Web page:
While the kitchen and dining room share the width of the home, the living room extends from the front to the back with a fireplace centred on the end wall.
With the size of the living space the homeowners where able to feature a large curvaceous sofa, upholstered in a soft blue/grey and featuring a collection of individual artistic pillows. 3 beautiful rattan drums pick up the curvy lines of the couch while the two occasional chairs contrast completely with their sienna upholstery and angular lines.
Upstairs, the office is all white but still brings in a jolt of blue via the photograph of tree branches against a late afternoon sky. Check out that trestle table with its aluminum sawhorse legs, isn’t it awesome!
The office, like the rest of the upstairs rooms has windows fitted with exterior wood louver panels that can be slid shut – or open – depending on how much light or shade is required.
The louvered shade screens are not required on the main level because of the shelter provided by the upstairs overhang.
The louvered shade screens wrap around two sides of the upper volume and a continuous track on the outside of the safety rail allows them to be custom positioned anywhere along the deck without infringing on the hand rail.
The louvered shade screens also provide privacy to the rooms above when visitors are enjoying the back yard.
The backyard is a carefully orchestrated balance of grass, specimen plants and boulders. There is even a ledge along the privacy wall that creates a continuation of the terrace acting as both walkway and additional seating.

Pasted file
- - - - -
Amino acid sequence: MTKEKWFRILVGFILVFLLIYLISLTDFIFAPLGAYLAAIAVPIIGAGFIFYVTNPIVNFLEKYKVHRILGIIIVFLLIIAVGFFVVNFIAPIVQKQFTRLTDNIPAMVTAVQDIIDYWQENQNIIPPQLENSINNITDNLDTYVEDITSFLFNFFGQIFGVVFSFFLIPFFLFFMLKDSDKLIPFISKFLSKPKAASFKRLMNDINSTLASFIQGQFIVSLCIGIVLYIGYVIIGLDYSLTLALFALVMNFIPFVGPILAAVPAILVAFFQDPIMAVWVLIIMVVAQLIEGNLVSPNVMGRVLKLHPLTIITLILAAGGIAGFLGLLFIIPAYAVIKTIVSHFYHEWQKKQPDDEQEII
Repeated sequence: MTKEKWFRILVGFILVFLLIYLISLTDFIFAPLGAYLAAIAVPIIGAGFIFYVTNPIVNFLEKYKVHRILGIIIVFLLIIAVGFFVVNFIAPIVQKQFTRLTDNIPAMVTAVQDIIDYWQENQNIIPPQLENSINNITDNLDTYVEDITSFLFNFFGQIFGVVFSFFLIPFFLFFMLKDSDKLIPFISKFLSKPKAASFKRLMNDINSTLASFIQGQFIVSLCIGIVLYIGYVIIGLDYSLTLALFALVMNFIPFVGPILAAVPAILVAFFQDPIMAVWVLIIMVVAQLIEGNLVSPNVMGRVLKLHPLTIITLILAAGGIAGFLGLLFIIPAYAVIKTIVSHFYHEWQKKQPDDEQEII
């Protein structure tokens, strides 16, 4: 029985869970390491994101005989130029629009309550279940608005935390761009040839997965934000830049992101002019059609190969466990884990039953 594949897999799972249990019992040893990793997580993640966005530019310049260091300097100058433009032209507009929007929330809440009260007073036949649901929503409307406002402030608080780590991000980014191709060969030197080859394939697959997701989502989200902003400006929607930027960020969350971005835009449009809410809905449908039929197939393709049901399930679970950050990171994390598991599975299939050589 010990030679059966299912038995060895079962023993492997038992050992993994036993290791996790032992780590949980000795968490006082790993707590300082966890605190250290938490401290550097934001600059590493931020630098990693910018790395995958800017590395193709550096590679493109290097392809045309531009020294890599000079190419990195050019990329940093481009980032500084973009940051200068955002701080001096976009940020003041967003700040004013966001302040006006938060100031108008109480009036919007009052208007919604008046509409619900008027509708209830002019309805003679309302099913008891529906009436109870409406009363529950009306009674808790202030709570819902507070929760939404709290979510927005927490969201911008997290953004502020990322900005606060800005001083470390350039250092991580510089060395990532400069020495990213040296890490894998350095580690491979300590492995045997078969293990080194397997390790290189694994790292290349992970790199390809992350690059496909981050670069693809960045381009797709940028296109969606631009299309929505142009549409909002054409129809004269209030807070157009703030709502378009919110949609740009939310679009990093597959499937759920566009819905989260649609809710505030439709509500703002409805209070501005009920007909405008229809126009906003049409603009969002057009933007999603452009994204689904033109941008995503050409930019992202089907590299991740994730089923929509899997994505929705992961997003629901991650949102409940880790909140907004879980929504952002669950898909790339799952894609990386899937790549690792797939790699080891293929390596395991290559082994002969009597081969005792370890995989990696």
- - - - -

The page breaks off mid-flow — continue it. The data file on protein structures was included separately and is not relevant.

Of course, the best seats within the backyard are those at the foot of the pool. Two day beds, one with a shade screen and one without create the perfect place to enjoy an afternoon nap or stare up at the stars at night.
With outdoor seating like this, who would want to spend any time indoors? Love the fish pattern on the pillows and isn’t the blue wall so refreshing from this vantage point? It’s such a nice compliment to the green of the grass.
As refreshing as the blue walls are, the pool is that much more. The shape is a geometric rectangle, the colour is a bright splash (literally) of blue and the pool surround plays off of the geometry with its large mosaic tiles in a deep dusky shade of blue.
The architects did a fantastic job of connecting the pool’s visual with the interior walls and the pool terrace with the louvered screens on the 2nd storey deck.
and then there is the amazing panoramic views. Its a beautiful setting for a beautiful home.
It doesn’t matter which angle you view Aloe Ridge House, Metropole Architects took everything into account fro the roof-line to the vegetation. I really like this angle of the home – especially at night with the lights on. The way the trees seem to dance within the framework of the architecture is very poetic.
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The landscaping at the far end of the pool is just stunning when its lit by the accent lighting at night.
Metropole Architects
Photography by Grant Pritcher